>
> Regards,
> Courtney
>
>
> > Hello,
> >
> > I thought it appropriate to post this message on this forum which is the most visited and bring to your attention the Consolidated Audit Trail System in the US.
> >
> > The SEC is requesting industry input into the proposed Consolidated Audit Trail System. The Consolidated Audit Trail System is intended to enable regulators to track information related to trading orders received and executed across the securities markets.
> >
> > Details of the Consolidated Audit Trail System including how to make an online submission are at: http://www.sec.gov/news/press/2010/2010-86.htm
> >
> > I wanted to encourage member firms and individuals of the FIX community to make a submission. My personal submission, which you can read at the above link, recommends that FIX is used as the data format for the Consolidated Audit Trail System.
> >
> > Thank you.
> >
> > Martin Koopman

John Cameron
8 August 2010 12:52am

There are two battles to be fought here and I think it is important not to mix them up.

The first battle relates to the extent of regulation of our industry. I sympathize with many of John Harris' fears, eloquently expressed below.
The danger is that we move to a grossly over-regulated environment as a poorly considered (and largely politically motivated) knee jerk reaction to the recent financial crisis.

However, I do believe that some regulation is appropriate and the second battle relates to the format of the data gathered for the purposes of that regulation. It does not make sense for the format of that data to be anything other than FIX. Anything else will constitute a major unnecessary cost to the industry. Therefore I strongly support FPL's and Martin's submissions.

These are two important battles which BOTH need to be fought. If the industry does not engage effectively in these battles, then it deserves whatever ends up being imposed on it.

John

> I must respectfully disagree with my friends Courtney and Martin that FPL should support or encourage this initiative in any respect whatsoever. Such support or encouragement is tantamount - unwittingly in Courtney's and Martin's cases - to proposals from slaves to their masters for economically obtaining additional and more vicious guard dogs, the better to prevent escape. Allow me to share here excerpts from a brief essay I wrote for TabbForum on a related SEC proposal - that concerning the Large Trader Reporting System - because the same principles apply. You will find the complete essay at http://www.tabbforum.com/opinions/large-trader-reporting-system-is-insulting-unconstitutional. (Free registration is required for access.)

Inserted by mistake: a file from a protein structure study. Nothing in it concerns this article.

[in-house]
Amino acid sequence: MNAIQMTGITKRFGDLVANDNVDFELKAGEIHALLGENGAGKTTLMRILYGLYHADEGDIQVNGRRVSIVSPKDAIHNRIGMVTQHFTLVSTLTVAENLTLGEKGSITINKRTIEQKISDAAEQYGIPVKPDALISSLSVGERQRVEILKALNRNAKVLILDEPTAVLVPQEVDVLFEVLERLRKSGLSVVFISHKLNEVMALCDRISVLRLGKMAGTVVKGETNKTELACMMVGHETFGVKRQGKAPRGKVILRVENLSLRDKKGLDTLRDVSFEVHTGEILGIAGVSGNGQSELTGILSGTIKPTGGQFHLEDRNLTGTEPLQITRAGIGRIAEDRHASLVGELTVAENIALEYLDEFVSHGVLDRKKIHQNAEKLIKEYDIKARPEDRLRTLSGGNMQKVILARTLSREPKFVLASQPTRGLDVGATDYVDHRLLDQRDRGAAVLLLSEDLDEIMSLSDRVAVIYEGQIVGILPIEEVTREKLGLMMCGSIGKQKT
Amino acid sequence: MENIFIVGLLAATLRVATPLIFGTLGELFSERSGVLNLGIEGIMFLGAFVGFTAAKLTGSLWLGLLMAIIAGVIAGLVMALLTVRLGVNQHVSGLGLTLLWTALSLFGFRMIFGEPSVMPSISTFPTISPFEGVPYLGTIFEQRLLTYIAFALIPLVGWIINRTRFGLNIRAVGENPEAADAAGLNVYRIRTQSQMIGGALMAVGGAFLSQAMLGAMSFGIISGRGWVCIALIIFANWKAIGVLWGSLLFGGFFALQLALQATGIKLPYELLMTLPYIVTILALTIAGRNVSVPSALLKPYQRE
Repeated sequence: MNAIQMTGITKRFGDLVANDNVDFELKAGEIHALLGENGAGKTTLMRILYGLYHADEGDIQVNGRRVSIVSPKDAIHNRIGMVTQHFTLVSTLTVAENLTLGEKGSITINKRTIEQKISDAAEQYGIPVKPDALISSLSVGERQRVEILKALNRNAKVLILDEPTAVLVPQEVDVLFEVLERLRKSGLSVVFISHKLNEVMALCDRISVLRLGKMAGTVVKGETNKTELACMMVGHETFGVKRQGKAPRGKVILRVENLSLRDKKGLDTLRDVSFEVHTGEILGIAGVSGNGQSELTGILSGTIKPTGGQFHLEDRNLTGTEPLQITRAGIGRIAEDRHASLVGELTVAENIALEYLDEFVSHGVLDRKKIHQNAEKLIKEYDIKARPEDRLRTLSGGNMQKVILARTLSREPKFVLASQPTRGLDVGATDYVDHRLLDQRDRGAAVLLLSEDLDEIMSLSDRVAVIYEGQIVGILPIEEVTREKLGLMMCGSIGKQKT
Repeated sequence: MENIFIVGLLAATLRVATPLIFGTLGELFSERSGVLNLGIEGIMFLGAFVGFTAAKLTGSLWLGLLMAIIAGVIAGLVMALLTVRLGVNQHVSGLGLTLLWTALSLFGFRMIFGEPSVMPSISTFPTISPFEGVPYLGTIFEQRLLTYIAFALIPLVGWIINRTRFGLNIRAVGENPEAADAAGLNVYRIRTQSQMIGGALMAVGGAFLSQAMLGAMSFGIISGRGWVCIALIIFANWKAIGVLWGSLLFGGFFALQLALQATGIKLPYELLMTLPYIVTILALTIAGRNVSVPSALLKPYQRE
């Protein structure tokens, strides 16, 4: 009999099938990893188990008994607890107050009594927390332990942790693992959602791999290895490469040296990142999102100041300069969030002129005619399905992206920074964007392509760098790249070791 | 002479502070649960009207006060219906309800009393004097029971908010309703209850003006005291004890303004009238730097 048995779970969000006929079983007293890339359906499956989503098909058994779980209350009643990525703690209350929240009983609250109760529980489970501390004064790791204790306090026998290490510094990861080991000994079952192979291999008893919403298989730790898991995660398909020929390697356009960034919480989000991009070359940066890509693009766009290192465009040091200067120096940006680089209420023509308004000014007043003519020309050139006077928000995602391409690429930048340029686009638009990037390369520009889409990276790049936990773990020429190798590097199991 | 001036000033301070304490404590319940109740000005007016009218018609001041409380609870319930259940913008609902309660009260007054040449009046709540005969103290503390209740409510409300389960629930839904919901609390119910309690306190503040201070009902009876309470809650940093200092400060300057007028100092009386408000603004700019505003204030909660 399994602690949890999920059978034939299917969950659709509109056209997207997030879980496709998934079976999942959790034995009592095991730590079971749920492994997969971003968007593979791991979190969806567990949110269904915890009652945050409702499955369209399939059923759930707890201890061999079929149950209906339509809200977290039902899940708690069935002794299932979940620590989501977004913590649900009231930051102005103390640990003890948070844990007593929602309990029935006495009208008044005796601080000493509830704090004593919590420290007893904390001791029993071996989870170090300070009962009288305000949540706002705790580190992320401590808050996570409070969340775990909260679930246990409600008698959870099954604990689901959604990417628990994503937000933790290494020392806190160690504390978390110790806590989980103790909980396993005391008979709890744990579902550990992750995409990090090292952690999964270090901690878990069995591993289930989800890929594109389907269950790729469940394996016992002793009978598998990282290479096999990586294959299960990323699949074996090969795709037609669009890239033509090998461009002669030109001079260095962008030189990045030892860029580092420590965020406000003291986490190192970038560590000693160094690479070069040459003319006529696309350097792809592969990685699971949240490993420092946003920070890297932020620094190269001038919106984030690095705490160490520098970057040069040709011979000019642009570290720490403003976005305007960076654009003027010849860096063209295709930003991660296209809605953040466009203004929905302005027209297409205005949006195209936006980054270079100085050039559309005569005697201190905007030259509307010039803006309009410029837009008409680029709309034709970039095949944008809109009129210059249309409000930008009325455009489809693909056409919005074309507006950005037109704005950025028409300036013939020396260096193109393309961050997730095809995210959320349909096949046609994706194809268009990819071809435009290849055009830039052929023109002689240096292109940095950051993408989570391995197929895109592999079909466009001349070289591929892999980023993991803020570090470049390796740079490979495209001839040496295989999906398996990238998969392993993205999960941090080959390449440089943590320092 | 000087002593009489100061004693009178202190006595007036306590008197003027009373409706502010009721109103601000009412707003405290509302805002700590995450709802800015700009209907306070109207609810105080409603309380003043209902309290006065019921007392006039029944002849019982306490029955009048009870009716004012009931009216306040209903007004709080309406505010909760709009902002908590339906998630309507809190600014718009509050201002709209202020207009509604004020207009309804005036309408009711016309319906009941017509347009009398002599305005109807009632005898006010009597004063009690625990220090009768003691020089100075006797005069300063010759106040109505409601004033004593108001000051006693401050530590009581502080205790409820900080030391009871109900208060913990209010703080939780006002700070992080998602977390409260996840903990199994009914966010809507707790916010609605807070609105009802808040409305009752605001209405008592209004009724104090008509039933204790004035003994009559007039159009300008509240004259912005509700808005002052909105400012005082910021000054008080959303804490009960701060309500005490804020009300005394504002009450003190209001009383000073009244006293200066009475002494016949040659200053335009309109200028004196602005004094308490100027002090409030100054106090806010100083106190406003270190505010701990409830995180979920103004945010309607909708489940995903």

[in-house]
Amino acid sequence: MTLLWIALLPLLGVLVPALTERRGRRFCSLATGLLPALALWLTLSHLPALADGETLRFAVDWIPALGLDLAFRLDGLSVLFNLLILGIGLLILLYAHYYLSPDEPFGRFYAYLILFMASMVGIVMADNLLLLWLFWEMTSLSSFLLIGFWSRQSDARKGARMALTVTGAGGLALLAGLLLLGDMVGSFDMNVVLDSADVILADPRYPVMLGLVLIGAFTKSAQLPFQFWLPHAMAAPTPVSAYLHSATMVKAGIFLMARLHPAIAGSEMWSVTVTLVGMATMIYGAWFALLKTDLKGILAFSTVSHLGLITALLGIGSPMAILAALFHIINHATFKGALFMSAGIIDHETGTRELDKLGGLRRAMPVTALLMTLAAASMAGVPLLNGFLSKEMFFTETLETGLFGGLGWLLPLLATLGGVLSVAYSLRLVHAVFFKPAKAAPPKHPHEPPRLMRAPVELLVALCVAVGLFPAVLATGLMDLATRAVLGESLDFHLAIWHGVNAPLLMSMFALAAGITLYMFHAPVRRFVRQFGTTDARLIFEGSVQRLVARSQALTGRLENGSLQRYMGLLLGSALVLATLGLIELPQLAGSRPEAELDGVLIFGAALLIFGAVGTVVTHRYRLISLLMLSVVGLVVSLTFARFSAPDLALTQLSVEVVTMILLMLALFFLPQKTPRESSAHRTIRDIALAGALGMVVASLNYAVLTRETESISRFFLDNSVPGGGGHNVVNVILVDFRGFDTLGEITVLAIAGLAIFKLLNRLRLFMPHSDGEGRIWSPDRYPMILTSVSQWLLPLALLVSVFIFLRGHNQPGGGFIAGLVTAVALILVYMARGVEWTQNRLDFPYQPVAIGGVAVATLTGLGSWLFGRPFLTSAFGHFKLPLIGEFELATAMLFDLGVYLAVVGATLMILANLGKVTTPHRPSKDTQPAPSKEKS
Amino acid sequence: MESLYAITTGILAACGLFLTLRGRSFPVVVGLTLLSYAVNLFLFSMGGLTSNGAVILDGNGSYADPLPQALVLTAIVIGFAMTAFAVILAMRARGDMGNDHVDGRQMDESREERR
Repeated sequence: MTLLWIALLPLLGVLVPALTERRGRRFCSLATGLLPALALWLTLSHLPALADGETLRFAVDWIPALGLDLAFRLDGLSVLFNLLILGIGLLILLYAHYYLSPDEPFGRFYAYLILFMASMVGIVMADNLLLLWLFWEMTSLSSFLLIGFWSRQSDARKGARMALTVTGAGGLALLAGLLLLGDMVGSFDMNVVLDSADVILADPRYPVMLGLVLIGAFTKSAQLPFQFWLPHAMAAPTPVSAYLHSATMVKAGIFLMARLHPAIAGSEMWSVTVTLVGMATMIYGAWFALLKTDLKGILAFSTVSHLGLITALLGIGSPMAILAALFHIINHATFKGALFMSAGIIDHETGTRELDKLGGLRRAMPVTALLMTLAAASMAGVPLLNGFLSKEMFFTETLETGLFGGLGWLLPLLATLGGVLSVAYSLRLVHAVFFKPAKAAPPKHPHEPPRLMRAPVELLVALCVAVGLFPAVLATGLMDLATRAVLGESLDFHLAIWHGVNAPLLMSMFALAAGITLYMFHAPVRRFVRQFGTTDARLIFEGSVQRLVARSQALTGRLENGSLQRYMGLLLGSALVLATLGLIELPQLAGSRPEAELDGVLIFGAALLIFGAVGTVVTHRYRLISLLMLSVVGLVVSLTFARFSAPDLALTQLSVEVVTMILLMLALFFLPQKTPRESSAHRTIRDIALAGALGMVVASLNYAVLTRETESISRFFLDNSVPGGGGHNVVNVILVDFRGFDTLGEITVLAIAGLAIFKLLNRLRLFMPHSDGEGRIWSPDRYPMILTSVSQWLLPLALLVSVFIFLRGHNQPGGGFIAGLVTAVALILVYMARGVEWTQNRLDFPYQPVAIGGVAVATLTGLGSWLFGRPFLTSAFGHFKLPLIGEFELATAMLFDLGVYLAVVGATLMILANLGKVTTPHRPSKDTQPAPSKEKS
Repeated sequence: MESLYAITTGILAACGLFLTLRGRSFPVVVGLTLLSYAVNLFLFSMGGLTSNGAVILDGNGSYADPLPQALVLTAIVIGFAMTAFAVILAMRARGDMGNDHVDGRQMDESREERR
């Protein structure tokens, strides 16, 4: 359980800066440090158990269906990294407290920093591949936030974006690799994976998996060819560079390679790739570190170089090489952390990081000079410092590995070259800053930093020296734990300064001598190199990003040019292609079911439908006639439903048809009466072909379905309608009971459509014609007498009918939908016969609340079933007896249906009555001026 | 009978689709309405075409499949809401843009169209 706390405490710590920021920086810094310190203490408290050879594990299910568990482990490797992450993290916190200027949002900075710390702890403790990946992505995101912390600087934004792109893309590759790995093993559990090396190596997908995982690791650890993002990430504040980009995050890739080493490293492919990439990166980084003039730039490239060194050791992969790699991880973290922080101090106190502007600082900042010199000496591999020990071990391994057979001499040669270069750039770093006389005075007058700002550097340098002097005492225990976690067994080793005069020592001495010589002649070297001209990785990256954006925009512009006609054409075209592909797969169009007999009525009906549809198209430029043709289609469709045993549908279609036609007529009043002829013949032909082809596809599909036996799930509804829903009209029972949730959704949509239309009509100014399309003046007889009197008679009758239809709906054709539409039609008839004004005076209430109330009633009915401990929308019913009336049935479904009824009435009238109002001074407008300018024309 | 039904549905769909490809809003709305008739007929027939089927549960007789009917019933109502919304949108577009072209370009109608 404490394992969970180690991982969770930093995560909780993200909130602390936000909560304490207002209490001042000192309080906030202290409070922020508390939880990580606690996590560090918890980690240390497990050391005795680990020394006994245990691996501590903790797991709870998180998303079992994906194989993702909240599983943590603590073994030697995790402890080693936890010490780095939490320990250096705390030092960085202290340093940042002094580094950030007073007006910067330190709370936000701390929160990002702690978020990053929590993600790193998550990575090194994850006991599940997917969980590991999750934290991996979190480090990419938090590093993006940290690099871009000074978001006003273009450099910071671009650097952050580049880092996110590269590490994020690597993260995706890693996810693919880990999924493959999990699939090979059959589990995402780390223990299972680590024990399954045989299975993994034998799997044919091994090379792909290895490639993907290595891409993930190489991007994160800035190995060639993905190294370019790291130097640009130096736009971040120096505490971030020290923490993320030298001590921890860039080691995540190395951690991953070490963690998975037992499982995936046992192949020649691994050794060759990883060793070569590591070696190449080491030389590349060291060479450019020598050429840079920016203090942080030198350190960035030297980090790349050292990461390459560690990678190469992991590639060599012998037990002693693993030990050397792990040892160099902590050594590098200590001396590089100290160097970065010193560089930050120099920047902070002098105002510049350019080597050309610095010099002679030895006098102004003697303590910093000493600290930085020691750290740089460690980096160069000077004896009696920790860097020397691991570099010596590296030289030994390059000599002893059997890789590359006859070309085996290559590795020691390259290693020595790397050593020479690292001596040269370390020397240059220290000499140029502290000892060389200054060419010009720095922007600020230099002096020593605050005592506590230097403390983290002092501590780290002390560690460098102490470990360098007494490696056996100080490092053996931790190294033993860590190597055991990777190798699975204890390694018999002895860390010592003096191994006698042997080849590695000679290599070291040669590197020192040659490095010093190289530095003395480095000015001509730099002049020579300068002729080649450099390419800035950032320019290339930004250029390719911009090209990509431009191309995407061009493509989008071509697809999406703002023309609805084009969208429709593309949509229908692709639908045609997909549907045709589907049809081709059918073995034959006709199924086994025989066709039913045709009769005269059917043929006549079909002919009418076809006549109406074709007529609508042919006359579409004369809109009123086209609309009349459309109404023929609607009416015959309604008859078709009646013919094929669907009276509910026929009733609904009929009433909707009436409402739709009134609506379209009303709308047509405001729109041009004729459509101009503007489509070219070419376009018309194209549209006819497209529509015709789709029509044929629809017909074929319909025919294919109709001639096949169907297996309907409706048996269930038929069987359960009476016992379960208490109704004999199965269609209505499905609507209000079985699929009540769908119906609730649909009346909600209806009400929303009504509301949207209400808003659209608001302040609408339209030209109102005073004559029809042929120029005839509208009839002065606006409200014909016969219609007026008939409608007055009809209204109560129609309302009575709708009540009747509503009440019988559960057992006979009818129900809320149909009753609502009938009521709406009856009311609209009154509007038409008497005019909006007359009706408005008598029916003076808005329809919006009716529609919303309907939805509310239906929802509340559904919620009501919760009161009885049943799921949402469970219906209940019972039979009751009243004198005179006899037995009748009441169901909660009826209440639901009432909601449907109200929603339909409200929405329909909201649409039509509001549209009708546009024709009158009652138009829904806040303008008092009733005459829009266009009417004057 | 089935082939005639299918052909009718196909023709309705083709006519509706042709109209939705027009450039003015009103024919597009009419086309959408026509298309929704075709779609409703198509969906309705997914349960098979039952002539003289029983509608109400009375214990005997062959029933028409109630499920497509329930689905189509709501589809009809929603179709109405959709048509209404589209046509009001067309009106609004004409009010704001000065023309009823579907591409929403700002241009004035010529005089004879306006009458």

>
> Pertinent excerpts:
>
> "If implemented as proposed, this system would allow the Commission to obtain personally-identifiable data on the orders and trade data of firms deemed "large" by the Commission, on the basis of arbitrary thresholds it determines, without warrant or compensation for the search and taking of the data...
>
> "As proposed, this system violates the fourth and fifth amendments of the U.S. Constitution.
>
> "For persons or firms deemed large traders by the Commission, the rule conditions participation in national securities markets on a priori surrender of their fourth amendment rights to be secure against unreasonable searches and seizures. Order and trade data is highly-sensitive property of its owners. Absent a valid search warrant based on probable cause and supported by oath or affirmation as required by law, the Commission has no more authority under the law to obtain and search such property than any other agency of government would have to search a person's home or other property without a warrant.
>